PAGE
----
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Rebuilding and Reforming Higher Education in Iraq
June 15, 2012
“For two reasons, I have come to appreciate that education, from early education through university, is the keystone for resurrecting war-torn nations like Iraq,” says education professor Clif Conrad.
“One, because they embody courage and resilience, faculty in Iraq cultivate in their students genuine hope that, through their learning, they can contribute to the rebuilding of Iraq.
“Two, faculty in Iraq are instrumental in empowering students to seize ownership over their learning and cultivate those skills and attitudes-of-mind that will enable them to help transform Iraq into a far more hospitable, democratic, and prosperous country within the foreseeable future.”
Conrad spoke at a conference in Erbil, northern Iraq, last summer, as part of a conference sponsored by the Institute of International Education (IIE). Erbil is Iraq’s fourth largest city, and is one of the oldest continuously inhabited cities in the world.
In their efforts to help rebuild the nation, Iraqi universities emphasize professional programs like engineering, medicine, and law, but also support humanities and the liberal arts. But rebuilding and reform are taking place in the midst of heightened political turmoil.
Last June Conrad was a keynote speaker at the conference that drew more than 140 Iraqi scholars, public university presidents, vice presidents, and deans, government officials, U.S. Embassy officials, and international experts. They attended to learn about, and encourage, progress on higher education reform efforts. Participants received an overview of U.S. higher education, with an emphasis on how “modern university systems” evolve and the factors that fuel change. They also learned about tools and resources for capacity development in the Iraqi higher education sector.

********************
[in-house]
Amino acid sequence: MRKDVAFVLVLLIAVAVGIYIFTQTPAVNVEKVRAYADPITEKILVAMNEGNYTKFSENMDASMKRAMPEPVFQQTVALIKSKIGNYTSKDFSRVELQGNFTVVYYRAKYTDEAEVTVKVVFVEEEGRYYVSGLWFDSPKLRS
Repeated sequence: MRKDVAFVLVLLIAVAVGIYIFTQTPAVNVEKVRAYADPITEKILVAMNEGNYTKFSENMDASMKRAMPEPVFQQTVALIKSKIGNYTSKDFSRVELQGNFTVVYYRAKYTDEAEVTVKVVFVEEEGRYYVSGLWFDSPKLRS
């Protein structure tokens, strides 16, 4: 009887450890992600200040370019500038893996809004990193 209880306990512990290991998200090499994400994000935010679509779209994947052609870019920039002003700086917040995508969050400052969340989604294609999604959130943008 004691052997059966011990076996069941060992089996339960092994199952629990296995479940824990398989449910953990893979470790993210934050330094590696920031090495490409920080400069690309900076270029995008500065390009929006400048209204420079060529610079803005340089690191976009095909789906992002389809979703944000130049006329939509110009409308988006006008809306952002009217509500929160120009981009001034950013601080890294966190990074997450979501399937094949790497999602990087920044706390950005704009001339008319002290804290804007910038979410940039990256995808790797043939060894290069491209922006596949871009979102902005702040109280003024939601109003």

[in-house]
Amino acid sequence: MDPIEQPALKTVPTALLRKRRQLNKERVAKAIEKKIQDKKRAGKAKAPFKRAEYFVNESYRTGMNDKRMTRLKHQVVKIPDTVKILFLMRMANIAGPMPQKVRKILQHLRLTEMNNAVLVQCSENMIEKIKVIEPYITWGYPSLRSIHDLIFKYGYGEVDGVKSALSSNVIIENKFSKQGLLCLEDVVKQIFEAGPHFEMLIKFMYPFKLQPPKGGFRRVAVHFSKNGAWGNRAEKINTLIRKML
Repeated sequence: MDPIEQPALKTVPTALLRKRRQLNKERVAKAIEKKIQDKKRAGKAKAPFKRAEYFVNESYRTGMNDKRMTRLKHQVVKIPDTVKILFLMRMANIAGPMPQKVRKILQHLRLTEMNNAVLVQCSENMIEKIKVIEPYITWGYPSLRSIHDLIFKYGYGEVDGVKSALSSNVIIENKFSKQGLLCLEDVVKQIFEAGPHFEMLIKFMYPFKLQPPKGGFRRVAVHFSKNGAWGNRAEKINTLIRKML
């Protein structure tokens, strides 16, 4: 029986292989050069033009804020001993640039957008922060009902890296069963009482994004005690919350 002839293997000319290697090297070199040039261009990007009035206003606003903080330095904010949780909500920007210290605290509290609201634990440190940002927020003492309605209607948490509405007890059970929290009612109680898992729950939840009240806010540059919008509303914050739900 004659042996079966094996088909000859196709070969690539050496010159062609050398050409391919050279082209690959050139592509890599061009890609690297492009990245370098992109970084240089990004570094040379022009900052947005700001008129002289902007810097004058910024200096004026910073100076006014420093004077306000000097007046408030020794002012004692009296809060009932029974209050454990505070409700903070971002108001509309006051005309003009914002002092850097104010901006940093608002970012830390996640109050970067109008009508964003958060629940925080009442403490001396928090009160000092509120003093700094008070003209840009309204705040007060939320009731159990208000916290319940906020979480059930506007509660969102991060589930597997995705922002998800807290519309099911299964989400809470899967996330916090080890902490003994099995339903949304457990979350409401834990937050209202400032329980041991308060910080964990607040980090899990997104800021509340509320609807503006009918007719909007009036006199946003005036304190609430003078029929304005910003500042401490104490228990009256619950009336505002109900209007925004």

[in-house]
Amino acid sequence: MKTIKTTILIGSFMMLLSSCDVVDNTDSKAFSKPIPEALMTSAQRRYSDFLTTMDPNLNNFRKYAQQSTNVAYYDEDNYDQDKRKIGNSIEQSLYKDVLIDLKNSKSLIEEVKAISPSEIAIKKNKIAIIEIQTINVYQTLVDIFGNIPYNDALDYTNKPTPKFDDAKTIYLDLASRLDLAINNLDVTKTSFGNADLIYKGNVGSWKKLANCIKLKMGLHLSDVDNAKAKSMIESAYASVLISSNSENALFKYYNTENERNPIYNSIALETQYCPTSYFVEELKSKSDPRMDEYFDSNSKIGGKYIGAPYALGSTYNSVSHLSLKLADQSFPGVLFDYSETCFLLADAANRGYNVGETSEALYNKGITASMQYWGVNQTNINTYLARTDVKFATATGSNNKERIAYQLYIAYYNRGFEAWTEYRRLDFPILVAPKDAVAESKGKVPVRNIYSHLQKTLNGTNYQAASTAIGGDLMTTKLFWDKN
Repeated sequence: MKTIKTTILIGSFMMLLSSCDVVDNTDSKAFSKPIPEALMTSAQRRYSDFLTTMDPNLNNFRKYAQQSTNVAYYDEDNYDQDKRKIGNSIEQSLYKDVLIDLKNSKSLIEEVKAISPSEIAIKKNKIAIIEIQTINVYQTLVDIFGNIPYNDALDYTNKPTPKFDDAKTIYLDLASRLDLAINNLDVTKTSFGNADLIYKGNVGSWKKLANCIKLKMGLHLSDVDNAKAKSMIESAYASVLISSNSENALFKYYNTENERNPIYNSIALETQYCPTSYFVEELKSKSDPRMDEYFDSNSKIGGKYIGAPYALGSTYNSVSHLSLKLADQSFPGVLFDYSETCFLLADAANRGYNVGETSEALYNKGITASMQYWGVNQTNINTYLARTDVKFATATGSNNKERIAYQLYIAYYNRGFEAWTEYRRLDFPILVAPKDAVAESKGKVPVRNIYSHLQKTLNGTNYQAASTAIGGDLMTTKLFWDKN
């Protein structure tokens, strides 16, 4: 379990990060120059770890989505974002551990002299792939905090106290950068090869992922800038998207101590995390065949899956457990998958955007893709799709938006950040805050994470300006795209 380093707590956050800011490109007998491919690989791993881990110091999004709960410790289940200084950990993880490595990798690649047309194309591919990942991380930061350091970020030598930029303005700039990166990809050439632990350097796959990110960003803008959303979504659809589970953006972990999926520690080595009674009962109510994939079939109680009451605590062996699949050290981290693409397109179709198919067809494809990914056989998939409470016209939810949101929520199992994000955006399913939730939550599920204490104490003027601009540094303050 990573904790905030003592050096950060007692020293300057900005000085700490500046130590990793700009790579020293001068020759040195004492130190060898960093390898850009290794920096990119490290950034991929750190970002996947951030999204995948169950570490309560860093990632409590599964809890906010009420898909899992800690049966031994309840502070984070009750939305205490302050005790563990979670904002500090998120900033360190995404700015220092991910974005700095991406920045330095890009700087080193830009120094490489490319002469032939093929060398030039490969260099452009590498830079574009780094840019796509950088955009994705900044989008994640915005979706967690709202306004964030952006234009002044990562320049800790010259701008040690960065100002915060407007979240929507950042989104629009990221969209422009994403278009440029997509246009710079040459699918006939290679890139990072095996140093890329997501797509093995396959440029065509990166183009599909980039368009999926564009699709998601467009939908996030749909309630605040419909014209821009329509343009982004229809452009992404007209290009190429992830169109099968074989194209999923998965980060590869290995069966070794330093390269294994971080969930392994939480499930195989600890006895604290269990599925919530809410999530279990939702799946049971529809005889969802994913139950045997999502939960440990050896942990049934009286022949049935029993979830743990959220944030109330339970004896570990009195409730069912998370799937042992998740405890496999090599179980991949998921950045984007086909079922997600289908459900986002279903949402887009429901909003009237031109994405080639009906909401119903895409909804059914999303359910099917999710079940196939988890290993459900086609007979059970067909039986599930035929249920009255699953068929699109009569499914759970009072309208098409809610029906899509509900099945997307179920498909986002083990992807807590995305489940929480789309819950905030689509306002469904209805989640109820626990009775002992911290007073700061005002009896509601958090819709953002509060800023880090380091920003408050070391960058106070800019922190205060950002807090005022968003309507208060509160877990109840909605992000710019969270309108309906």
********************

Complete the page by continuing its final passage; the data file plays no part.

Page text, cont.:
In all three of his keynote addresses and informal conversations, Conrad says he was careful not to represent the U.S. higher education system as having all the answers. Rather, he said that universities in the U.S. have made some mistakes, along the way, and invited the Iraqis to learn from those mistakes. He felt that this approach was well received.
He was inspired by the experience. “It’s all about the public good,” he said. “I’ve never felt before that universities could be so closely aligned with the public good.”